April 12, 2011 – (Motor Sports Newswire) – After the March 11 disasters, highways were closed and many roads were severed by the impact of the earthquake. But the man who runs Honda Motor Co. needed to get to Honda plants at Tochigi, about 100 kilometers north of Tokyo, as quickly as possible — a 43-year-old male employee died when the wall of a cafeteria crumbled, and 17 other Honda employees were injured at one of the company’s most important sites.
So Takanobu Ito, the top executive at the world’s biggest motorcycle maker by volume, took to his Honda CB1100 “naked” motorbike two days after the quake to get to the Tochigi facilities, a vehicle research center, a manufacturing-technology development subsidiary and a component factory. The CB100 is a company mainstay, the “naked” version carrying no fancy frills.
Even though the location, about 200 kilometers south of Sendai, is relatively far from the seismic source, a seismic intensity of seven was recorded on site when the massive 9.0 quake hit a month ago. Demonstrating the severity of the damage, Honda last Friday allowed reporters to visit a design room at the R&D center that was completely smashed by the quake. Most ceiling panels in the room fell on the floor and electric cables and air-conditioning ducts were hanging from the ceiling. About 1,000 engineers were transferred to its Saitama, Suzuka and Hamamatsu factories as a temporary measure so they can work closely with those in charge of manufacturing operations.
The 57-year-old executive said he first drove a Honda car from Tokyo to his house in Utsunomiya, in the same prefecture as Tochigi, taking back roads with the highway network from the capital closed. The CEO then changed to the still brand-new motorbike he bought last spring to approach the quake-hit area. The pearl white 1100cc-engine CB was able to roll through disrupted roads around the facilities that a car would find it hard to navigate, he said.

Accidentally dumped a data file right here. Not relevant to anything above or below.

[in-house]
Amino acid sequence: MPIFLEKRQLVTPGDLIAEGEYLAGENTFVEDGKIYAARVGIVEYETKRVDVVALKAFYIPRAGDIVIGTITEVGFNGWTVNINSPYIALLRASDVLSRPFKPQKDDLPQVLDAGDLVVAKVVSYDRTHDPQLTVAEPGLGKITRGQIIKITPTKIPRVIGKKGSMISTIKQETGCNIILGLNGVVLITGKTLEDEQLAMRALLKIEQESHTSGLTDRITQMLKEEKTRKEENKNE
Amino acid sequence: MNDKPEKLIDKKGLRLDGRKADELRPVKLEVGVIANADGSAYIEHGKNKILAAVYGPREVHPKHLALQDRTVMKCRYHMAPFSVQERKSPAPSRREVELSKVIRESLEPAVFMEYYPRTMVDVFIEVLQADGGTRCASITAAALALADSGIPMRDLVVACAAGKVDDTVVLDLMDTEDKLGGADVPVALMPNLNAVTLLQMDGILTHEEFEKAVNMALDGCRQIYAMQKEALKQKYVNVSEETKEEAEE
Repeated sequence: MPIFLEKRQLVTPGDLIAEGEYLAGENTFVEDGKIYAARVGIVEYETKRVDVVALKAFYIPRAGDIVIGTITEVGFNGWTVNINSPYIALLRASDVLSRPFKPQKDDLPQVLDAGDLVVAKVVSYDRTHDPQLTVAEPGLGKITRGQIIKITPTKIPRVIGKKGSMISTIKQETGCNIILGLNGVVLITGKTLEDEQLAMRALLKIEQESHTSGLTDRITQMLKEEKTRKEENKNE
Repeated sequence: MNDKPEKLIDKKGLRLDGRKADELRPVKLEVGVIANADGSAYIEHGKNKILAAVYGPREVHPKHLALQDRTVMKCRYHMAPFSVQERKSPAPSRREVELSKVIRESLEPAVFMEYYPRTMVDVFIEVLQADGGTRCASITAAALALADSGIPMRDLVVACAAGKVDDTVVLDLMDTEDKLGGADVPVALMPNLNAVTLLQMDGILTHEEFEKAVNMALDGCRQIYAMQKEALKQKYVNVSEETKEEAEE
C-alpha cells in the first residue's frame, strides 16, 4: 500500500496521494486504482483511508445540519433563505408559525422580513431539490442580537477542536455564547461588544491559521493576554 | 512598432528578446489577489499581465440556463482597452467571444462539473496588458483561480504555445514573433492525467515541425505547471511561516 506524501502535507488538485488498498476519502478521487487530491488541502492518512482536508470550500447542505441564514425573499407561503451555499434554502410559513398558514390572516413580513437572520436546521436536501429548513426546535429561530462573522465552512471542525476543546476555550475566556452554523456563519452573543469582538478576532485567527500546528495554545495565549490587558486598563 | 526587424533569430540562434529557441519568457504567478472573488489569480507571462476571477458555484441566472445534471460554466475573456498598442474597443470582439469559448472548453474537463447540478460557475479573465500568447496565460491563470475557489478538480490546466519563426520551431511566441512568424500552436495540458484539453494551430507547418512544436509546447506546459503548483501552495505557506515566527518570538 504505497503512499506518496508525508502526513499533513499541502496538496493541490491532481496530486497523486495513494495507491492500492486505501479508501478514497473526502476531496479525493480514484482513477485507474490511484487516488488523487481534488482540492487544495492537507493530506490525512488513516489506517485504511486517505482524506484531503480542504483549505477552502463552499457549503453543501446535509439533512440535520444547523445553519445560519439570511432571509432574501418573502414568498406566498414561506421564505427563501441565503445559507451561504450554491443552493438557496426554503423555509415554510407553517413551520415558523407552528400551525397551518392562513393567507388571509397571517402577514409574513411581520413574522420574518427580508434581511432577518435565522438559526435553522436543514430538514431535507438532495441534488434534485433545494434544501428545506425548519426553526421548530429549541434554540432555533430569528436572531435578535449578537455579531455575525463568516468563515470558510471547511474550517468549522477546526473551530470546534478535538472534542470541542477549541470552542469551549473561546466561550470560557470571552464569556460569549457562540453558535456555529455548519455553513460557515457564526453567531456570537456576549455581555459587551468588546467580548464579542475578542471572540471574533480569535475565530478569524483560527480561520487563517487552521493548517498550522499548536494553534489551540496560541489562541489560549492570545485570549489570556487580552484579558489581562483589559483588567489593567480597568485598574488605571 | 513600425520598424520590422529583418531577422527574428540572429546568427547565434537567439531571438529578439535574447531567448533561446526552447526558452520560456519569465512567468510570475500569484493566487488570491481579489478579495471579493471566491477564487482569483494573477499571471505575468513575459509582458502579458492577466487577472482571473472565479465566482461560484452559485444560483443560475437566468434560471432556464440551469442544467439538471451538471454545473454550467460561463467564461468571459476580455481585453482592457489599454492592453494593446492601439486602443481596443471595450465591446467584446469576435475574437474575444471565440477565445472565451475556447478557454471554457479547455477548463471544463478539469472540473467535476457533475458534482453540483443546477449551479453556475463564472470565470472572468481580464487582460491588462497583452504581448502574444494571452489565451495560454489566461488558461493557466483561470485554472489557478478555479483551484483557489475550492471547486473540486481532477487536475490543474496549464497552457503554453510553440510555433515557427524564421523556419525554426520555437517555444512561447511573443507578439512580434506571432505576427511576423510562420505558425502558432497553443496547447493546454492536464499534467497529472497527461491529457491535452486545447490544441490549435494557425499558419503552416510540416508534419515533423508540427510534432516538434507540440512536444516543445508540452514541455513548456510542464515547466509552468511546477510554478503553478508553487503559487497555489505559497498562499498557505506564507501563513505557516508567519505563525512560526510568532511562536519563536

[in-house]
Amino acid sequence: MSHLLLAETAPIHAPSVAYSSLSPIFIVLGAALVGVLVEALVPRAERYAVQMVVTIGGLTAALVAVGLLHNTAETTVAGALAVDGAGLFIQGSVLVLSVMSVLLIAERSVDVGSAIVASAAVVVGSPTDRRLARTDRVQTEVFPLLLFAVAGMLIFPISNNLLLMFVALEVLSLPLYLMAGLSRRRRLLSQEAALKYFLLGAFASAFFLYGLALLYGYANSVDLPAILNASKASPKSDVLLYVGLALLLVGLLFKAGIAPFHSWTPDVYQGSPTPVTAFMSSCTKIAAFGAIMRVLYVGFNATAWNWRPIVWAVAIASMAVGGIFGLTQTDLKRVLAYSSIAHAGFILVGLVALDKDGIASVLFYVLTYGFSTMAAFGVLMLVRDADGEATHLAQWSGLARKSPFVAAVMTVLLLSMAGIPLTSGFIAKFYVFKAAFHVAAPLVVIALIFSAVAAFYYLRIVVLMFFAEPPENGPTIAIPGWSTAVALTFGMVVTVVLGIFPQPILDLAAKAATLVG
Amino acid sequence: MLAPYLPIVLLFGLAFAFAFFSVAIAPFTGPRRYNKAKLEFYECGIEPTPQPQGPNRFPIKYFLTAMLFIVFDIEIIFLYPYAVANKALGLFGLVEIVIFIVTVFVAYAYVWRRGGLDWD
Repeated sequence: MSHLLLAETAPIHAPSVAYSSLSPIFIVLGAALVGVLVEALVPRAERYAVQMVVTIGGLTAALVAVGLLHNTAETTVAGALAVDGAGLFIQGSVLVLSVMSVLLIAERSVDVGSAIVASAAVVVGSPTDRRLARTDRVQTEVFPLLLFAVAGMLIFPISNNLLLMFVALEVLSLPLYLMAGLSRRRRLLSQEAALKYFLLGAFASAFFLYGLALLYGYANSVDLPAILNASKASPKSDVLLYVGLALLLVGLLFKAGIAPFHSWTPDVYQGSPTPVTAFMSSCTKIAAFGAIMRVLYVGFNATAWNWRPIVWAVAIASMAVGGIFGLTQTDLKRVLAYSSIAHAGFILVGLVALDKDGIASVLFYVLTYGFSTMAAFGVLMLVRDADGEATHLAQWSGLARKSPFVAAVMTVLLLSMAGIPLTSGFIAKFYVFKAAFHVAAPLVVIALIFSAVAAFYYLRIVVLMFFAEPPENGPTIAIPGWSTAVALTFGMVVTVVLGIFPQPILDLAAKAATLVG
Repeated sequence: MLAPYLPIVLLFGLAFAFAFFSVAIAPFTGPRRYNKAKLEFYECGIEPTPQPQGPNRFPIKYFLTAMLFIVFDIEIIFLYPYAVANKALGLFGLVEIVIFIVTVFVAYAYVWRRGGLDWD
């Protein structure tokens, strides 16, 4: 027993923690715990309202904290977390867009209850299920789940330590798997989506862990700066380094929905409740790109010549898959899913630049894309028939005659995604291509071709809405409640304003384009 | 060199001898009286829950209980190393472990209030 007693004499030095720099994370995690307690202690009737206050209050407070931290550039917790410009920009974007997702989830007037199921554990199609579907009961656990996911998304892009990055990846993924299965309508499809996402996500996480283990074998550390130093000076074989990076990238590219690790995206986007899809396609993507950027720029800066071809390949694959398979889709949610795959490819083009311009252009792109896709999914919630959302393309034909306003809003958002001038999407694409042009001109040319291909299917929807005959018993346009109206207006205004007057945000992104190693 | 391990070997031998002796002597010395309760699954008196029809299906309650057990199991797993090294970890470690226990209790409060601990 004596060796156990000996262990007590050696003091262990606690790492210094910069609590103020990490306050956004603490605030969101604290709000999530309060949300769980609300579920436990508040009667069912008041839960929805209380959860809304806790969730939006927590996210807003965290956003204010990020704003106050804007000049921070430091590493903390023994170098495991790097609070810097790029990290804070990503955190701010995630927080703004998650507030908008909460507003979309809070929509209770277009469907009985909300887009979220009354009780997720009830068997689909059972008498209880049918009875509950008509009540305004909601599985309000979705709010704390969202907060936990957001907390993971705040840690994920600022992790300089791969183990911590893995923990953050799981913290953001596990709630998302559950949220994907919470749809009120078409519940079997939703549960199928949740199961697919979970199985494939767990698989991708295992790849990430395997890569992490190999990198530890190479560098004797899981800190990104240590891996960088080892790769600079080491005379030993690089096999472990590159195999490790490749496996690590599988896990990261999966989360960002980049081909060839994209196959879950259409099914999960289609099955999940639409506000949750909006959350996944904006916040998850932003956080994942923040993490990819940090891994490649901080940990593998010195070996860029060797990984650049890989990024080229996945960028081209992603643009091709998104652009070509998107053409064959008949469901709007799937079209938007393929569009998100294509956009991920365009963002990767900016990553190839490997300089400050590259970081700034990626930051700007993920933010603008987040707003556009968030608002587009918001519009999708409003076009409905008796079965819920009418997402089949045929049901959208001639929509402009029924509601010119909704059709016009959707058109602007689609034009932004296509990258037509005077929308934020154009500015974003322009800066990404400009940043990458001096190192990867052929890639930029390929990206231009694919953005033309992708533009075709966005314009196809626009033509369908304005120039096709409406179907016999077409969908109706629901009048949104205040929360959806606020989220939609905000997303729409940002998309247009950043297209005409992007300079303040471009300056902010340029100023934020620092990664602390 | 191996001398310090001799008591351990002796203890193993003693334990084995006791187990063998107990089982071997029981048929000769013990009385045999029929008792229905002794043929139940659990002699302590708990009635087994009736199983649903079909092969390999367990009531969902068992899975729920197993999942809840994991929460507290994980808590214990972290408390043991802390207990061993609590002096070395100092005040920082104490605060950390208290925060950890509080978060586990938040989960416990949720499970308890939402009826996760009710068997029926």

“I saw quite a lot of roads closed right after the quake,” Mr. Ito said. “I drove around by my motorcycle from my home, and it worked,” he told reporters at the research center in Hagamachi, Tochigi.
Despite the scale of the damage, and subsequent aftershocks, the site wasn’t completely abandoned. Other staffers were moved to a design space in another building on the same site, filling the location with about 500 engineers — three times the usual capacity.
Thanks to these efforts, the car maker was able to restart R&D operations at the facility earlier than expected – reopening two weeks after the quake hit, Mr. Ito said. “I thought development operations could have been stalled for a few months, though I wanted to avoid that long (of a suspension). I was really encouraged that we could restart just in a few weeks,” he said.
“This is a place where all Honda’s brains are gathered. There is no way to shut this place. We’ll definitely re-establish here,” the CEO said.
SOURCE: Wall Street Journal